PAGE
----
Delmon Young: Detroit’s unlikely ALCS hero

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If not for a Brennan Boesch thumb injury, Delmon Young may well have finished out the year as a soon-to-be non-tendered disappointment on an almost 100-loss Twins team.

And if not for a Magglio Ordonez injury, Young might still be sitting out the ALCS because of a strained oblique suffered last week against the Yankees.

But the stars aligned for Young, whether he deserved it or not, and he hit his fourth and fifth homers of the postseason in Thursday’s Game 5 win over the Rangers.

Young was much maligned in Minnesota and deservedly so. After his big breakthrough season in 2010, he spent the first 4 1/2 months of 2011 playing as if he didn’t much care, particularly not while stationed in left field. He hit just four homers and drove in 32 runs in 305 at-bats for the Twins. He cleared waivers in August, and the Tigers, needing an outfielder with Boesch hurt, took him off Minnesota’s hands for little in return.

Tigers manager Jim Leyland showed confidence in Young right away, installing him as the No. 3 hitter in front of Miguel Cabrera and Victor Martinez. He then homered in his very first at-bat for the team — against the Twins, no less — and he went on to hit seven more in 40 regular-season games.

Young faced a hurdle in the ALDS against the Yankees, injuring his oblique in Game 4 and sitting out Game 5. The Tigers disabled him for the ALCS in part for tactical reasons: they knew they could find a way to bring him back if they wanted to, whereas if he stayed on the roster and reinjured himself during the ALCS, he might have to be disabled for the World Series as well. Young went on to replace Ordonez on the roster after Game 1 against the Rangers. Still limited, he went 0-for-4 in Game 2, sat out Game 3 and then put together another 0-for in Game 4 prior to the Game 5 outburst. The second homer today even knocked in someone besides himself for the first time (he had four postseason RBI previously, all coming on solo shots).

The 26-year-old Young would seem to have a future in Detroit, regardless of what happens the rest of the month. He’ll probably make $6.5 million-$7 million next year in his final season of arbitration, or the Tigers could roll the dice and try signing him to a two- or three-year deal. It’d be a risky move with his often indifferent defense and his inconsistent offense, but he certainly possesses unrealized potential and now he someone who might be the key to unlocking it in Leyland.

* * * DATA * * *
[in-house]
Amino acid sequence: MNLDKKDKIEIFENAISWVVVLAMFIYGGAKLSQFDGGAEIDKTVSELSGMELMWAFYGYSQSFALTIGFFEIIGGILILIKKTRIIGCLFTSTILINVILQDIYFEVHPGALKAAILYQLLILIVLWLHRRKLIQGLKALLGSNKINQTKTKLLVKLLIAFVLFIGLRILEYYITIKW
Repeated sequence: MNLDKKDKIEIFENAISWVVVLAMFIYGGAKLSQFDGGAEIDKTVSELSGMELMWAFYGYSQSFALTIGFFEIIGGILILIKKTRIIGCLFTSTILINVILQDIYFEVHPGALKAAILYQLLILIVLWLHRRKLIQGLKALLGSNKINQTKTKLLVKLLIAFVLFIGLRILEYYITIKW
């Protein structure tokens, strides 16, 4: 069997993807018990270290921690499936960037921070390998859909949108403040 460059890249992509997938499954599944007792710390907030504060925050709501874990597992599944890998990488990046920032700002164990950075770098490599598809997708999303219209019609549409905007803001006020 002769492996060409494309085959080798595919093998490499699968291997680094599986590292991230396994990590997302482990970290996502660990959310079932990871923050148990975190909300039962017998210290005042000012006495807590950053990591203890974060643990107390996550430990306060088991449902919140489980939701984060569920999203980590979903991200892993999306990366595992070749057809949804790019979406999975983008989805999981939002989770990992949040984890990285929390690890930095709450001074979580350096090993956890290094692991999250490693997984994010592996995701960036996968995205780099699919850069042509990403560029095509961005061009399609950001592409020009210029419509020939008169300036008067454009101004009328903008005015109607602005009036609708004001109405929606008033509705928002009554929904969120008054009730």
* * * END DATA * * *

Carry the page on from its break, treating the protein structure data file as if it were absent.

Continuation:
Francisco Rodriguez is being sued by his former landlord

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John Wisely of the Detroit Free Press reports that current free agent reliever Francisco Rodriguez is being sued by his former landlord for damage to the rented property as well as missing artwork. The landlord is asking for $80,000 after having kept Rodriguez’s $15,000 security deposit.

The lawsuit says that Rodriguez damaged a bedroom TV, a crystal floor lamp, glass shelves in the bar, glass tiles in the master bath, and a Moroccan mirror in the powder room. Additionally, the suit claims that the bedding is stained and paint has chipped, as well as other damages. And the piece of art that is allegedly missing, which depicts a tiger, is valued at more than $10,000.

Rodriguez has not yet been served with the suit, but the landlord has been speaking to his managers.

The Nationals released Rodriguez, 35, two weeks ago after having signed him to a minor league contract in late June. He started the season with the Tigers, but struggled to a 7.82 ERA over 25 1/3 innings before being released.

Report: Rays acquire Lucas Duda from the Mets

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MLB.com’s Mark Feinsand reports that the Rays have acquired first baseman Lucas Duda from the Mets. The Mets will receive pitching prospect Drew Smith in return, per Jeff Passan of Yahoo Sports.

Duda, 31, is batting .246/.347/.532 with 17 home runs and 37 RBI in 291 plate appearances for the Mets this season. He’ll provide a potent bat in the Rays’ lineup as they attempt to overcome their current 2.5-game deficit in the AL East.

Smith, 23, is the Rays’ No. 30 prospect, according to MLB Pipeline. He ascended from High-A to Triple-A already this season, posting an aggregate 1.60 ERA with a 40/9 K/BB ratio over 45 innings across four stops with High-A Lakeland (Tigers), High-A Charlotte (Rays), Double-A Montgomery, and Triple-A Durham.